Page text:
Update: I just found some unique code in this dropper. This code checks for newer OS X versions and does not exist in the leaked source code. Either someone is maintaining and updating HackingTeam code (why the hell would someone do that!?!?!) or this is indeed a legit sample compiled by HackingTeam themselves. Reusage and repurpose of malware source code happens (Zeus for example) but my gut feeling and indicators seem to not point in that direction.

Have fun,
fG!

P.S.: This might be a work in progress post and some new content might be added or fixed.

Reversing Apple’s syslogd bug

Two days ago El Capitan 10.11.3 was released together with security updates for Yosemite and Mavericks. The bulletin available here describes nine security issues, most of them related to kernel or IOKit drivers. The last security issue is about a memory corruption issue on syslog that could lead to arbitratry code execution with root privileges. I was quite curious about this bug mostly because it involved syslogd, a logging daemon.

This post is about reversing the vulnerability and finding how it could be exploited. Unfortunately for us Apple is very terse on its security updates – for example they say nothing about if it is exploitable on default OS X installations or requires particular conditions. As we will see later on, this bug is not exploitable on default OS X installations.

While Apple makes available the source code for many components used in OS X, most of the time there is a significant delay so we need to use binary diffing to find out the differences between the vulnerable and updated binary. The usual tool for this purpose is BinDiff but there is also a free alternative called Diaphora made by Joxean Koret. Both tools require IDA and on this post we are going to use Diaphora. For this purpose we will need a copy of the vulnerable and patched binaries. The easiest way is to copy the syslogd binary (found at /usr/sbin/syslogd) before the updates are installed (usually it’s a good idea to have virtual machines snapshots for each version) and then after (or just extract the new binary from the update packages – El Capitan, Yosemite, Mavericks). This post will focus on Yosemite binaries.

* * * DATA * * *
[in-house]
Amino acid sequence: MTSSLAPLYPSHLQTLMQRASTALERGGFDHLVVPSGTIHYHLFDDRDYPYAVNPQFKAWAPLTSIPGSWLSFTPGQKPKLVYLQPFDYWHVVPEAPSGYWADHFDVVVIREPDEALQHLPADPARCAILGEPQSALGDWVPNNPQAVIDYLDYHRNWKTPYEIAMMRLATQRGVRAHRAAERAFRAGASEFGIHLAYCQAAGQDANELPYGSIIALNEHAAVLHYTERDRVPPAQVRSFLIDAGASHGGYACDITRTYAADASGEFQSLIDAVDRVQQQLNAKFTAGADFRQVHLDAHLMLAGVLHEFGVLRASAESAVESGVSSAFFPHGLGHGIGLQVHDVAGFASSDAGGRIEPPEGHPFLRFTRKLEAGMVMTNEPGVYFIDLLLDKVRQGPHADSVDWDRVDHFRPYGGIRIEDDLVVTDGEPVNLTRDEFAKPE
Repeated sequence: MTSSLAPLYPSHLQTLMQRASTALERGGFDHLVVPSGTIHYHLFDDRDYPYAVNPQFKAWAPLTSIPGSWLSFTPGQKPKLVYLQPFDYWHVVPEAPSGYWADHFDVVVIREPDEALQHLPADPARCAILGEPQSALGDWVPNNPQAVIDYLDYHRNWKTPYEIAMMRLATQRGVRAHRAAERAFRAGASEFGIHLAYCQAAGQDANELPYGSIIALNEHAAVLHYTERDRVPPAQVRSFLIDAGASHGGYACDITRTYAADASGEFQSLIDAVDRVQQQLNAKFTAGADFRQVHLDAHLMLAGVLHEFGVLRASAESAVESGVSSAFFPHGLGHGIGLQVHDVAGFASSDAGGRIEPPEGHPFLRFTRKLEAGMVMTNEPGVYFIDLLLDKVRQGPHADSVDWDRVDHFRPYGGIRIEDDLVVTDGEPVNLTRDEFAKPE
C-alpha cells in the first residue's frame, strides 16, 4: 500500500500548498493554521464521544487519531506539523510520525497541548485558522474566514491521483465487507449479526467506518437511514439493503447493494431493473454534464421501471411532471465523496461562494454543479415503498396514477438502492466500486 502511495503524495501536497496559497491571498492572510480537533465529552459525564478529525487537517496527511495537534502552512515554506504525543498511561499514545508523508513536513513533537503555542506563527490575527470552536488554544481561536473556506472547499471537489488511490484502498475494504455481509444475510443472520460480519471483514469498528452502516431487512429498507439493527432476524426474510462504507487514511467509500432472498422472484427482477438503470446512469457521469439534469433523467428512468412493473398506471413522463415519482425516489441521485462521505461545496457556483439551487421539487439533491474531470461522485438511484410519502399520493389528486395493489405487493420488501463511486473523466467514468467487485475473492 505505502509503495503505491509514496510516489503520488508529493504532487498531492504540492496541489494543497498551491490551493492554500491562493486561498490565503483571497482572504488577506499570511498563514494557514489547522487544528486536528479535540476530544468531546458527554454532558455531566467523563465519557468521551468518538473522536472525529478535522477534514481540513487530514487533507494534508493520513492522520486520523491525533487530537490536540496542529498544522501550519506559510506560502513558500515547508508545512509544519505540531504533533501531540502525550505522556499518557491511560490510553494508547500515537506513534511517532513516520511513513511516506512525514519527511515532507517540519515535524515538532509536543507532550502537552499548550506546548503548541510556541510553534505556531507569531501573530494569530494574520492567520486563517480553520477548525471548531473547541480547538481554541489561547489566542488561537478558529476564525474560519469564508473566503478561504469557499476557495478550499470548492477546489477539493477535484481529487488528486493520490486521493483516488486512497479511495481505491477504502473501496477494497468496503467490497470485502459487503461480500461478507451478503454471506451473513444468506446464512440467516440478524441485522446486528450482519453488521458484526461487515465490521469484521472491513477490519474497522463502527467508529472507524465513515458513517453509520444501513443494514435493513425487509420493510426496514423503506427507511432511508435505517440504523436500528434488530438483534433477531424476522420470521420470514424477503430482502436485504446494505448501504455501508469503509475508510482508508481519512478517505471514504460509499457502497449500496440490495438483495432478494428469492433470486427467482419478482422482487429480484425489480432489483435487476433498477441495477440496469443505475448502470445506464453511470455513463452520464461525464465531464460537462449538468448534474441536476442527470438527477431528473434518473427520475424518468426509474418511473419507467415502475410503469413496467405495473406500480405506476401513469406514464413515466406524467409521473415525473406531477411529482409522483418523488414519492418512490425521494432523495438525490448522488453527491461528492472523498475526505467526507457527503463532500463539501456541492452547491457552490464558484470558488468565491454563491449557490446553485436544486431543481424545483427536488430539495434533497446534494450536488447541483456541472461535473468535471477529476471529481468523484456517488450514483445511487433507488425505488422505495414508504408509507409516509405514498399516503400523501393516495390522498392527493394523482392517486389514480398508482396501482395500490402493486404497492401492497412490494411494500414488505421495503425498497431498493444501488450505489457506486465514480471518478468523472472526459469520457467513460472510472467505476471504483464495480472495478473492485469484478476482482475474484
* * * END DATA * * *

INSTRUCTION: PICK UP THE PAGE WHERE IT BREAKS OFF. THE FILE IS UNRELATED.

Diaphora essentially works by generating a database and then comparing its contents. Comparing the 10.11.2 and 10.11.3 syslogd binaries gets us the following warning from Diaphora:

identical_callgraph
This means that both binaries are very similar so we should expect minimal changes between the two. Only one change is detected and its output is below.

patch_diffThe change is quite subtle. The original code could be something like:

reallocf(pointer, value + 4);

And the patch something like:

reallocf(pointer, value * 4 + 4);

The syslogd source package for El Capitan 10.11.2 can be downloaded here. The easiest way to try to locate this function is to grep the code using the string “add_lockdown_session: realloc failed\n”, finding a single hit inside syslogd.tproj/dbserver.c. The source code for this function is: add_lockdown_session_codeThis makes it easier to observe the vulnerability. The patch is made on the reallocf() allocation size while the vulnerability is triggered when the fd variable is written into the lockdown_session_fds array. The allocation size used in reallocf() is wrong since it’s allocating memory just for the number of lockdown sessions instead of enough memory for each session. The following image taken from Zimperium’s analysis is a perfect illustration of the overflow and heap corruption.
Heap-overflow-out-of-bounds-write-because-of-invalid-size-calculation-during-reallocationAt the third connection the heap corruption is happening but from my tests more connections are required to make it crash (I get most of the time crashes in different areas than Zimperium but I was also testing against OS X).